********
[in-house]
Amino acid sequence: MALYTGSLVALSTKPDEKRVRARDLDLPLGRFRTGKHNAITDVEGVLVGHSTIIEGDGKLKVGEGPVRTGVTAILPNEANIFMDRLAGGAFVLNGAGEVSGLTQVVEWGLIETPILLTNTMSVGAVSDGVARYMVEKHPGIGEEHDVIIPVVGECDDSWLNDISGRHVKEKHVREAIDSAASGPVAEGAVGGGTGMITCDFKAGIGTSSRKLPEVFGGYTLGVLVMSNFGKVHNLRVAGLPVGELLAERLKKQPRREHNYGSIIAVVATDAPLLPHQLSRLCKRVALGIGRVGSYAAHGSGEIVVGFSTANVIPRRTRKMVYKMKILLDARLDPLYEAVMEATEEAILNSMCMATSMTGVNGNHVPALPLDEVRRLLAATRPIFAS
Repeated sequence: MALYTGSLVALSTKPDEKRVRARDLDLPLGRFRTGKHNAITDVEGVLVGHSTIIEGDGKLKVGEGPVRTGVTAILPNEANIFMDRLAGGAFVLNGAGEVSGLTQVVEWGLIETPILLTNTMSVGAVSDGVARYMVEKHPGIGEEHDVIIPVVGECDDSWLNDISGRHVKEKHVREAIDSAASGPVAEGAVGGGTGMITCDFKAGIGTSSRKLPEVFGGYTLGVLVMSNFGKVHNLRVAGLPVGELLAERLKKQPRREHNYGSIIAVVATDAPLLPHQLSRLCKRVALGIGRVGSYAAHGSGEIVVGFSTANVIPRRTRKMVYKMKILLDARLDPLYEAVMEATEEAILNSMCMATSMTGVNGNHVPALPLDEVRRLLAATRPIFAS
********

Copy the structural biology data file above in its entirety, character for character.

[in-house]
Amino acid sequence: MALYTGSLVALSTKPDEKRVRARDLDLPLGRFRTGKHNAITDVEGVLVGHSTIIEGDGKLKVGEGPVRTGVTAILPNEANIFMDRLAGGAFVLNGAGEVSGLTQVVEWGLIETPILLTNTMSVGAVSDGVARYMVEKHPGIGEEHDVIIPVVGECDDSWLNDISGRHVKEKHVREAIDSAASGPVAEGAVGGGTGMITCDFKAGIGTSSRKLPEVFGGYTLGVLVMSNFGKVHNLRVAGLPVGELLAERLKKQPRREHNYGSIIAVVATDAPLLPHQLSRLCKRVALGIGRVGSYAAHGSGEIVVGFSTANVIPRRTRKMVYKMKILLDARLDPLYEAVMEATEEAILNSMCMATSMTGVNGNHVPALPLDEVRRLLAATRPIFAS
Repeated sequence: MALYTGSLVALSTKPDEKRVRARDLDLPLGRFRTGKHNAITDVEGVLVGHSTIIEGDGKLKVGEGPVRTGVTAILPNEANIFMDRLAGGAFVLNGAGEVSGLTQVVEWGLIETPILLTNTMSVGAVSDGVARYMVEKHPGIGEEHDVIIPVVGECDDSWLNDISGRHVKEKHVREAIDSAASGPVAEGAVGGGTGMITCDFKAGIGTSSRKLPEVFGGYTLGVLVMSNFGKVHNLRVAGLPVGELLAERLKKQPRREHNYGSIIAVVATDAPLLPHQLSRLCKRVALGIGRVGSYAAHGSGEIVVGFSTANVIPRRTRKMVYKMKILLDARLDPLYEAVMEATEEAILNSMCMATSMTGVNGNHVPALPLDEVRRLLAATRPIFAS